Serum, urinary and fecal levels of ten lacto-ovo-vegetarians and nine total vegetarians were assayed using Ochromonas malhamensis. Intakes of vitamin B12 , protein, fat, carbohydrates, fiber and calories were calculated using 7-day diet histories and questionnaires. Correlations between nutrients consumed, years on diet, serum, urinary and fecal B12 levels were also calculated.

Mean serum B12 levels of the lacto-ovo-vegetarians and total vegetarians were 657 pg/ml and 381 pg/ml respectively. There was no significant difference between the two groups. The average daily intake of vitamin B12 was 2.0 ug for lacto-ovo-vegetarians and 0.6 ug for the total vegetarians.

When nutrients were expressed as percent of calories, the total vegetarians consumed a significantly smaller percent of calories as protein, but there was no significant difference in the percent of calories consumed as fat or carbohydrate or in the percentage of required calories consumed. When nutrient intake was expressed as grams per day. the total vegetarians consumed significantly fewer grams of protein and fat and significantly more grams of fiber than the lacto-ovo-vegetarians. Beth groups consumed fewer calories than required, but the total vegetarians consumed significantly fewer calories than the lacto-ovo-vegetarians.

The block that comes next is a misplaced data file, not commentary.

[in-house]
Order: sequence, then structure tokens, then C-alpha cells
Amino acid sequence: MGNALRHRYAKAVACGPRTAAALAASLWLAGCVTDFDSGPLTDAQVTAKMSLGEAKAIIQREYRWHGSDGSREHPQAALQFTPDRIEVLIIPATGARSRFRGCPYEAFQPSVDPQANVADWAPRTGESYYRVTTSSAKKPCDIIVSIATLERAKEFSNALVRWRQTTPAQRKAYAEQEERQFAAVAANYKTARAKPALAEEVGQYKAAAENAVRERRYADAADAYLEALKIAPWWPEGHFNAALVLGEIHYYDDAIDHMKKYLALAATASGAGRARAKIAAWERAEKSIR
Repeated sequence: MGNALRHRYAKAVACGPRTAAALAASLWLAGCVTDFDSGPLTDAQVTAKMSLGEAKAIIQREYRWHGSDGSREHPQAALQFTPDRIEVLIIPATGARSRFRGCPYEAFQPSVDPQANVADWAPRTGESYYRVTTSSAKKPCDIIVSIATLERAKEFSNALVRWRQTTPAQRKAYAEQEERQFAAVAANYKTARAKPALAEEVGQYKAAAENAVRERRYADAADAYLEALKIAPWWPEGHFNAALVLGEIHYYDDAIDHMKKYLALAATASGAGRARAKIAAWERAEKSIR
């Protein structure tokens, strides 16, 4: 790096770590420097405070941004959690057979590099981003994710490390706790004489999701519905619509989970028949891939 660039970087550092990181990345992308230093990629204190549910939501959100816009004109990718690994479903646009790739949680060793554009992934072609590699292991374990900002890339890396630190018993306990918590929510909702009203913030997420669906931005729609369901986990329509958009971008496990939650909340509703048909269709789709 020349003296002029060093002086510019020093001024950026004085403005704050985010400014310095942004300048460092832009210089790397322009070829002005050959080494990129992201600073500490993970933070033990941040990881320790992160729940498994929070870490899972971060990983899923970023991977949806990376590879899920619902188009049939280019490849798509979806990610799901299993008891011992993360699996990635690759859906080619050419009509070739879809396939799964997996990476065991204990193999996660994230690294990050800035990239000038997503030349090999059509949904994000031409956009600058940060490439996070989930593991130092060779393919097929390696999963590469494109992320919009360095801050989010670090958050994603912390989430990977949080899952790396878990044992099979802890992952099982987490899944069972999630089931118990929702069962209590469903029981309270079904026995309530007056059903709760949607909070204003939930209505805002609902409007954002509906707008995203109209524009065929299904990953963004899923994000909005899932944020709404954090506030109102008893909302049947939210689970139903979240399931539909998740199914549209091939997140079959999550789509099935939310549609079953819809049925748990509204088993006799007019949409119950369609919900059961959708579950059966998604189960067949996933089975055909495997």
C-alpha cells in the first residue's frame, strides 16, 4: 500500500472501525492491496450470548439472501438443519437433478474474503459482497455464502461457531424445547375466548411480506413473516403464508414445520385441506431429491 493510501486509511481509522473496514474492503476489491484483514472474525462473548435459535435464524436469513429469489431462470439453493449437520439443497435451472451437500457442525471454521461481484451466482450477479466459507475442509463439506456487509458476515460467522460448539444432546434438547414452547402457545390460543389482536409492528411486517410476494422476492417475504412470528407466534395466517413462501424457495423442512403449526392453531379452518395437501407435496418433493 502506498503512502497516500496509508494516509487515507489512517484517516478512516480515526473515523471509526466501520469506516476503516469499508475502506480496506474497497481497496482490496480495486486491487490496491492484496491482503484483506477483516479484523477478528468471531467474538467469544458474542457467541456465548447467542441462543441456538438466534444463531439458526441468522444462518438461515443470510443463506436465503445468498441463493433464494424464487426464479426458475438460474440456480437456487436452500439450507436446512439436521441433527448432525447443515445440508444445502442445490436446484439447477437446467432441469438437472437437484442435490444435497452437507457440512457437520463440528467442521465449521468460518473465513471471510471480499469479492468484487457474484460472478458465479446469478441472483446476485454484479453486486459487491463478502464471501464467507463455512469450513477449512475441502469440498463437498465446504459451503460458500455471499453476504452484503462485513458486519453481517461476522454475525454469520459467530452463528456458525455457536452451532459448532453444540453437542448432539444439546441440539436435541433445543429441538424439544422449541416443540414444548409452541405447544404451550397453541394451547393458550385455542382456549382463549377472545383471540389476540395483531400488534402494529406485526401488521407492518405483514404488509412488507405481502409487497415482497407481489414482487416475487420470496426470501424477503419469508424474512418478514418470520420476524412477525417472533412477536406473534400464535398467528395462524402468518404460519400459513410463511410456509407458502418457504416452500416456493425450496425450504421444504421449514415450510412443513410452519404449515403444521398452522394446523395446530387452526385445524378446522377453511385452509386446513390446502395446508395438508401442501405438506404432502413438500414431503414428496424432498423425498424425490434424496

There was no significant difference in the amount of urine excreted by the two groups, but the total vegetarians excreted a significantly greater amount of feces. This is probably a result of the greater fiber intake by the total vegetarians. There was no significant difference in the amount of B12 excreted in the feces or urine of the two groups.

A positive correlation was found between the percentage of calories as protein in the diet and the level of result of an increased synthesis of the transcobalamin proteins. There in the serum. This may be a were no other significant correlations between serum B12 and dietary components, but in the lacto-ovo-vegetarians there was a positive correlation between serum B12 and fecal B12.

A positive correlation was also found between serum B12 and the period of time on a total vegetarian diet; serum B12 increased as the number of years on the diet increased.

This study concludes that the amount of vitamin B12 consumed by a total vegetarian can be adequate to maintain serum B12 unless the individual has extra needs (infants or the elderly). The need for dietary B12 can be met with a balanced diet containing adequate protein and B12 fortified plant foods.




Graduate School

First Advisor

U. D. Register

Second Advisor

James W. Blankenship

Third Advisor

Irma B. Vyhmeister

Fourth Advisor

Kenneth I. Burke

Fifth Advisor

Paul Y. Yahiku

Degree Name

Master of Science (MS)

Degree Level


Year Degree Awarded


Date (Title Page)




Library of Congress/MESH Subject Headings

Vegetarianism; Diet



Page Count

v; 47

Digital Format


Digital Publisher

Loma Linda University Libraries

Usage Rights

This title appears here courtesy of the author, who has granted Loma Linda University a limited, non-exclusive right to make this publication available to the public. The author retains all other copyrights.


Loma Linda University Electronic Theses and Dissertations

Collection Website



Loma Linda University. Del E. Webb Memorial Library. University Archives

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Nutrition Commons